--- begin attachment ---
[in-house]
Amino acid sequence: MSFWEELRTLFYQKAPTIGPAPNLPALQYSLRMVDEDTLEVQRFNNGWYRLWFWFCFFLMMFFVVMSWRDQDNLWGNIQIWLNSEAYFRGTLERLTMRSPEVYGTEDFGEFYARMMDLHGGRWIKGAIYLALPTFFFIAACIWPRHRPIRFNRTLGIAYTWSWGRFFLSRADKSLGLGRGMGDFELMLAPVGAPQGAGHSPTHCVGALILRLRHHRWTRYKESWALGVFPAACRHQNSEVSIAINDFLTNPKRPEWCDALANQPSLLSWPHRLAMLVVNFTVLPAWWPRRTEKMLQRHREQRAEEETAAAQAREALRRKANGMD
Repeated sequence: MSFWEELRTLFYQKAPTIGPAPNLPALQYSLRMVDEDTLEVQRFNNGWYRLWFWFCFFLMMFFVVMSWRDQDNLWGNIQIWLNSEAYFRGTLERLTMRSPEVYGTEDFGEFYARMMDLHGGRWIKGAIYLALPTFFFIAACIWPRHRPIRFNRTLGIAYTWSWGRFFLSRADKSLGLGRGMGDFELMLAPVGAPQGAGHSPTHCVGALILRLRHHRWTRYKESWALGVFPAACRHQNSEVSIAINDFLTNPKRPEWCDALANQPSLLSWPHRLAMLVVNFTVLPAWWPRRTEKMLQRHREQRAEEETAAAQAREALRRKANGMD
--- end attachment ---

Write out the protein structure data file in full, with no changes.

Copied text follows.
[in-house]
Amino acid sequence: MSFWEELRTLFYQKAPTIGPAPNLPALQYSLRMVDEDTLEVQRFNNGWYRLWFWFCFFLMMFFVVMSWRDQDNLWGNIQIWLNSEAYFRGTLERLTMRSPEVYGTEDFGEFYARMMDLHGGRWIKGAIYLALPTFFFIAACIWPRHRPIRFNRTLGIAYTWSWGRFFLSRADKSLGLGRGMGDFELMLAPVGAPQGAGHSPTHCVGALILRLRHHRWTRYKESWALGVFPAACRHQNSEVSIAINDFLTNPKRPEWCDALANQPSLLSWPHRLAMLVVNFTVLPAWWPRRTEKMLQRHREQRAEEETAAAQAREALRRKANGMD
Repeated sequence: MSFWEELRTLFYQKAPTIGPAPNLPALQYSLRMVDEDTLEVQRFNNGWYRLWFWFCFFLMMFFVVMSWRDQDNLWGNIQIWLNSEAYFRGTLERLTMRSPEVYGTEDFGEFYARMMDLHGGRWIKGAIYLALPTFFFIAACIWPRHRPIRFNRTLGIAYTWSWGRFFLSRADKSLGLGRGMGDFELMLAPVGAPQGAGHSPTHCVGALILRLRHHRWTRYKESWALGVFPAACRHQNSEVSIAINDFLTNPKRPEWCDALANQPSLLSWPHRLAMLVVNFTVLPAWWPRRTEKMLQRHREQRAEEETAAAQAREALRRKANGMD